The RPG-7 Is a One-Man Dealer of Death

Cheap and simple, it's one of the deadliest weapons in the world

The RPG-7 Is a One-Man Dealer of Death The RPG-7 Is a One-Man Dealer of Death
The RPG-7–the fin-stabilized, rocket-propelled anti-tank launcher–changed the face of warfare when introduced in 1961, captured the imagination of game studios and became a go-to... The RPG-7 Is a One-Man Dealer of Death

The RPG-7–the fin-stabilized, rocket-propelled anti-tank launcher–changed the face of warfare when introduced in 1961, captured the imagination of game studios and became a go-to Hollywood prop.

The classic 1980s film Red Dawn portrayed ordinary American high school students blowing up Soviet tanks with captured RPGs as they shouted “Eat me!” You can hardly make it through a lot of video games games without tripping over the weapon.

But in the real world, the RPG-7 is one of the deadliest weapons on the planet because of its preponderance, ease of use and sheer destructive power. Perhaps the only other single weapon more widely available is the Kalashnikov assault rifle.

“The RPG-7 anti-tank grenade launcher is one of the most common and most effective infantry weapons in contemporary conflicts,” writes Lester Grau, an analyst with the U.S. Army’s Foreign Military Studies Office at Fort Leavenworth and author of The Bear Went Over the Mountain: Soviet Combat Tactics in Afghanistan.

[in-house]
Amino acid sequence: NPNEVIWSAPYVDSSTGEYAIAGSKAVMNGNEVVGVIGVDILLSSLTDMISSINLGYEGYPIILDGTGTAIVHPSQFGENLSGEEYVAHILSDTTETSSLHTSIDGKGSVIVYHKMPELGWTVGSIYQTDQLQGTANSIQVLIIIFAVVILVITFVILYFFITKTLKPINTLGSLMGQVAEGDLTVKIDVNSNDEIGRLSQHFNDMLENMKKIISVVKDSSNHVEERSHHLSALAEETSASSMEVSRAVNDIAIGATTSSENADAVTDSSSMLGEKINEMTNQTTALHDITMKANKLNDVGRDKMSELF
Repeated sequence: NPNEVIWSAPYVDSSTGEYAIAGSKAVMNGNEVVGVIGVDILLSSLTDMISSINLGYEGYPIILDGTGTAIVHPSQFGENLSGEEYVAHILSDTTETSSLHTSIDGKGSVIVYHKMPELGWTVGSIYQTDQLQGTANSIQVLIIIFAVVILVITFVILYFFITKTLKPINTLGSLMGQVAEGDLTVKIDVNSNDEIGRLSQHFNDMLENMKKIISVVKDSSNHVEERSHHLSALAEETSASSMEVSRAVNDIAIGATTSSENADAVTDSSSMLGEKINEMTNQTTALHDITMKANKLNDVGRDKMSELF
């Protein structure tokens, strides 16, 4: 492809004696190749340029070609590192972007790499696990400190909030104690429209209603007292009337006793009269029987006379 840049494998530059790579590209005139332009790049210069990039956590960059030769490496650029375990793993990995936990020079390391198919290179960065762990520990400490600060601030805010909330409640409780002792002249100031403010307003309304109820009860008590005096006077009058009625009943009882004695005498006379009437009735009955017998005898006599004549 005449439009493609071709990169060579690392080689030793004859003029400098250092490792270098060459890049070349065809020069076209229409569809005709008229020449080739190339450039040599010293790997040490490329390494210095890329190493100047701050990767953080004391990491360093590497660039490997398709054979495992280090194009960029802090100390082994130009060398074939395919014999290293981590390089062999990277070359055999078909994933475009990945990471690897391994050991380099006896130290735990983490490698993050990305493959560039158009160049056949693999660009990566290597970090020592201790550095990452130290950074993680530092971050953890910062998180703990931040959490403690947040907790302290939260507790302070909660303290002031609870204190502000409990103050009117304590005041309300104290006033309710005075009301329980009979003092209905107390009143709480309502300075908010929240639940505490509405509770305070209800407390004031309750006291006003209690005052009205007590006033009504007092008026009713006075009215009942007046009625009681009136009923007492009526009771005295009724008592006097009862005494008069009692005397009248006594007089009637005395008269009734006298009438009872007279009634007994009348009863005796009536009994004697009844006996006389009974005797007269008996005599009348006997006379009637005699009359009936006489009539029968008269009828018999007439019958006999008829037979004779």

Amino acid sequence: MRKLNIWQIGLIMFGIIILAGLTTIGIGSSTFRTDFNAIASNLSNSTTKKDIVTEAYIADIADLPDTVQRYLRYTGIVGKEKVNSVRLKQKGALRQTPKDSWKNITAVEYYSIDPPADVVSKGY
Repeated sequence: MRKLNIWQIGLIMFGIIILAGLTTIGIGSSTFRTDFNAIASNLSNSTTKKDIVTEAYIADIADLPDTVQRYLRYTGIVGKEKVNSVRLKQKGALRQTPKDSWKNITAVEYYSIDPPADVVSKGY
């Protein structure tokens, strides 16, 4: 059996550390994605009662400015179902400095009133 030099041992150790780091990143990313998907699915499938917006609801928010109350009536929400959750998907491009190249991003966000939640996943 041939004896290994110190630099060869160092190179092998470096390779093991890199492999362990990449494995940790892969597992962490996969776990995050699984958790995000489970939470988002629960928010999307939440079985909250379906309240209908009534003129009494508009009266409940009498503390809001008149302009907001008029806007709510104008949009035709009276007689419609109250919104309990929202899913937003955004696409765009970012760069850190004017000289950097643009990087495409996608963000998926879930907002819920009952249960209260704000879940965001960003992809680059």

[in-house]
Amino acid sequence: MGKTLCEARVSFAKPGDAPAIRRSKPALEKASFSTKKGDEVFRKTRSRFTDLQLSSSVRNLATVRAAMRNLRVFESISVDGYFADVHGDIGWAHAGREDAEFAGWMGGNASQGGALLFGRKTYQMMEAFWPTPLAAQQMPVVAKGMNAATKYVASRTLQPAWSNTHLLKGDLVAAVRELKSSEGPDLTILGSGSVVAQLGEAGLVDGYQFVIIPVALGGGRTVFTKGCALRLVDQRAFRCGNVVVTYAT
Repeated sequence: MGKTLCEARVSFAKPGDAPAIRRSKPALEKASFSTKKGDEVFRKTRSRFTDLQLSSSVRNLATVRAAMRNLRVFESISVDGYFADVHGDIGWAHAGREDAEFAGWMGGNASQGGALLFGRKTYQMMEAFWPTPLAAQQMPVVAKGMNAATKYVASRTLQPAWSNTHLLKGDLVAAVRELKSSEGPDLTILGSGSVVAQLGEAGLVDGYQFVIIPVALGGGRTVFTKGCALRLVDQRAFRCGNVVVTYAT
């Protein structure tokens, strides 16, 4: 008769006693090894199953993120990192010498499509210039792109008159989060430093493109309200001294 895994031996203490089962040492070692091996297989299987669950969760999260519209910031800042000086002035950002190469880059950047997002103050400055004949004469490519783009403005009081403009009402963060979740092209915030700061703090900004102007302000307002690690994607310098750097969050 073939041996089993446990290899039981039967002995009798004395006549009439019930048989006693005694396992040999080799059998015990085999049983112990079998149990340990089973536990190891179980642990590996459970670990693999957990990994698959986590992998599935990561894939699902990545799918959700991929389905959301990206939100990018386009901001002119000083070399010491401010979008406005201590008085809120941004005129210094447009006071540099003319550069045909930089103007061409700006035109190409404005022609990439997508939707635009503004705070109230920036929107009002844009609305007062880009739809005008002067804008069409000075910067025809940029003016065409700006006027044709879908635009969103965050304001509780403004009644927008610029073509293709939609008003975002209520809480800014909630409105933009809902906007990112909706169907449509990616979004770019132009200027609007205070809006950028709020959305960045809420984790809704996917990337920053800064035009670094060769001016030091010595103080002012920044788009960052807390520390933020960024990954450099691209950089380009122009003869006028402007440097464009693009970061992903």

“It is rugged, simple and carries a lethal punch.  Whether downing U.S. Black Hawk helicopters in Somalia, blasting Russian tanks in Chechnya, or attacking government strong points in Angola, the RPG-7 is the weapon of choice for many infantrymen and guerrillas around the world.”

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The RPG isn’t to be underestimated.

For American soldiers, the weapon is responsible for their single deadliest day in Afghanistan. On Aug. 6, 2011, Taliban insurgents fired up to three RPG rounds at a CH-47 Chinook heavy-lift helicopter.

According to U.S. military officials who investigated the crash, the second round struck one of the three aft rotor blades of the helicopter, destroying the aft rotor assembly.